The world’s biggest banks are less pessimistic about the euro as the European Central Bank provides unlimited cash to the region’s financial system, Germany may avoid recession and Greece looks to complete the biggest sovereign debt restructuring in history.
Strategists at Bank of America Corp. and Morgan Stanley raised their estimates for the euro this month, as the median estimates of more than 50 strategists surveyed by Bloomberg increased for the second and third quarters. The 17-nation currency is up about 1.3 percent from an almost 10-year low on Jan. 16 against nine developed-market peers.
While the crisis that led to bailouts of Greece, Portugal and Ireland and the restructuring of Greek debt caused the euro to weaken 8.7 percent versus the dollar since August, traders who predicted a breakup of the single currency are being silenced. ECB President Mario Draghi gave banks more than 1 trillion euros ($1.31 trillion) of three-year loans in December and February, and German business confidence rose to a seven- month high.
“We’ve been gradually feeling better about Europe,” David Woo, the global head of rates and currencies at Bank of America Merrill Lynch in New York, said in a telephone interview on March 2. Draghi’s loans have supported the euro, he said. “That combined with the fact that the global economic outlook has improved, including U.S. growth gaining momentum, has made us less bearish on the euro.”
Bank of America increased its June 30 call to $1.30 from $1.25, according to a Feb. 29 note.
The euro depreciated 0.6 percent last week to $1.3123 and is 8.8 percent higher than the average of about $1.2067 since its inception in January 1999. It strengthened 0.2 percent to 108.22 yen, taking its year-to-date advance to 8.6 percent against Japan’s currency.
The euro was little changed today at $1.3110 at 8:14 a.m. London time. It fell 0.5 percent to 107.69 yen.
Draghi cut the ECB’s benchmark interest rate twice, to 1 percent, and expanded the central bank’s balance sheet to more than 3 trillion euros since assuming office Nov. 1, reversing the strategy of predecessor Jean-Claude Trichet, who oversaw 0.25 percentage-point rate increases in April and July.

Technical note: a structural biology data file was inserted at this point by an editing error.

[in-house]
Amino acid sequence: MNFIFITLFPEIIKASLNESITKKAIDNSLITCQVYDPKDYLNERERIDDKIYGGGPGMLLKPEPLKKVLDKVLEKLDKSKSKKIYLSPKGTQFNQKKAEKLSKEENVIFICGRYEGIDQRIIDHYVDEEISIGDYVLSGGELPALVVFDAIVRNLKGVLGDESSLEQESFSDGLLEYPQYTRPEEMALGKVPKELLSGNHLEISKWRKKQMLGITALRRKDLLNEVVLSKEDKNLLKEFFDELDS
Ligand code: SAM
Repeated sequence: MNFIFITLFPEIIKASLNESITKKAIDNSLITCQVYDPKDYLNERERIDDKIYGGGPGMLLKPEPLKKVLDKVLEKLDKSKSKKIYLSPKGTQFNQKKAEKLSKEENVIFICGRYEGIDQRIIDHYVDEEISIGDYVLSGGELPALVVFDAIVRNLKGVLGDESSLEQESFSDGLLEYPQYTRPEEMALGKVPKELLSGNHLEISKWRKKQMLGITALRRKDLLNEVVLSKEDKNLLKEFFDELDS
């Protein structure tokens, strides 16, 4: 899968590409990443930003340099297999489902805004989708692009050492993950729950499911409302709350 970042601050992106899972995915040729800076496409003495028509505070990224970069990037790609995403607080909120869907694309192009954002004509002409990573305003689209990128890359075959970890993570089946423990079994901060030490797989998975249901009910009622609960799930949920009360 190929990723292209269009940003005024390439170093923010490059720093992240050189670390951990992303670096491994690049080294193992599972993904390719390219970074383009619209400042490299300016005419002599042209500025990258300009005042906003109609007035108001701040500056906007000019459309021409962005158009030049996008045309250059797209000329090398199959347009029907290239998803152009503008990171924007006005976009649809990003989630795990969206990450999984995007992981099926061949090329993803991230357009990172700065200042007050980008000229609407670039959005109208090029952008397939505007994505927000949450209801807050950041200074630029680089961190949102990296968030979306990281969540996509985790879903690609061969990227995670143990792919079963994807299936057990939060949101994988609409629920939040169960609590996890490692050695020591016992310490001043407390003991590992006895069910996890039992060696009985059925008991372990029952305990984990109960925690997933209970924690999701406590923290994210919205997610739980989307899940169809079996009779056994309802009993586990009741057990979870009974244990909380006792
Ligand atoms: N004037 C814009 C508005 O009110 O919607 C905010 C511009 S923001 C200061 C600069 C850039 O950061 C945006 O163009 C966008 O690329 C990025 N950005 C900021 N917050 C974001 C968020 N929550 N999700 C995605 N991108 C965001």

The measures fueled a rally in Europe’s markets as lenders used cash borrowed under the ECB’s longer-term refinancing operations, or LTROs, to buy higher-yielding assets. Italian two-year note yields have dropped more than six percentage points from a euro-era peak 8.12 percent in November, and similar-maturity Spanish notes have declined more than 3.5 percentage points from 6.12 percent the same month.
Europe’s benchmark Stoxx Europe 600 Index (SXXP) has soared 27 percent since last year’s low on Sept. 23, while Germany’s DAX Index is up 39 percent from its lowest since 2009 on Sept. 12.
The ECB’s three-year loans have been an “unquestionable success” in unlocking credit markets, Draghi said on March 8, after policy makers kept their main borrowing rate at 1 percent. “We are observing a significant inflow, a return of interest, of confidence in the euro.”
Europe’s common currency jumped 1 percent versus the dollar on March 8 as a report showed German industrial output rose more than economists forecast in January. German exports increased 2.3 percent in January, a March 9 report from the Federal Statistics Office in Wiesbaden showed. The Munich-based Ifo institute said on Feb. 23 that its business climate index climbed to 109.6 last month, the highest reading since July.
Predictions of the euro’s demise have waned. “We had a completely irrational market panic at the end of last year, where many people were talking about a breakup of the currency bloc,” Holger Schmieding, chief economist at Berenberg Bank in London, said in a telephone interview on March 9. “Thanks to the ECB, markets are now returning to a semblance of calm and the breakup sentiment is diminishing.”
It will probably trade at $1.34 by the end of June, according to John Normand, London-based head of global currency strategy at JPMorgan Chase & Co., the biggest U.S. lender.
“The ECB’s balance-sheet expansion has been overwhelmingly focused on relieving credit stress, and has had fewer negative impacts in terms of reducing short-term interest rates and raising inflation expectations,” Normand said in an interview on March 9. “That’s why the euro is remaining stable.”
Strategists at Morgan Stanley said March 2 they expect the euro to trade at $1.34 at the end of the quarter, up from a $1.27 forecast a month earlier. They also boosted their estimate for Sept. 30 to $1.24 from $1.18.
“We now believe the ECB will not be quite as aggressive with its policy response and we are not likely to see as deep rate cuts as we were expecting before,” Ian Stannard, head of European foreign-exchange strategy at the bank in London, said in a telephone interview on March. 6. “It looks as if the need for the ECB to take further measures has been reduced and that should allow the euro’s decline to unfold at a slower pace.”
Morgan Stanley now expects a 25 basis-point rate cut this year, coming in the second quarter, compared with a prior forecast for a 50 basis-point reduction in 2012. The firm predicts the euro will slide to $1.19 by year-end.
Its resilience has surprised some of the largest investors in the more than $4 trillion-a-day market. John Taylor, founder of currency hedge fund FX Concepts LLC, predicted in January 2011 that the euro would fall to parity, and still says it will get there eventually, sliding to between $1.15 and $1.18 by May.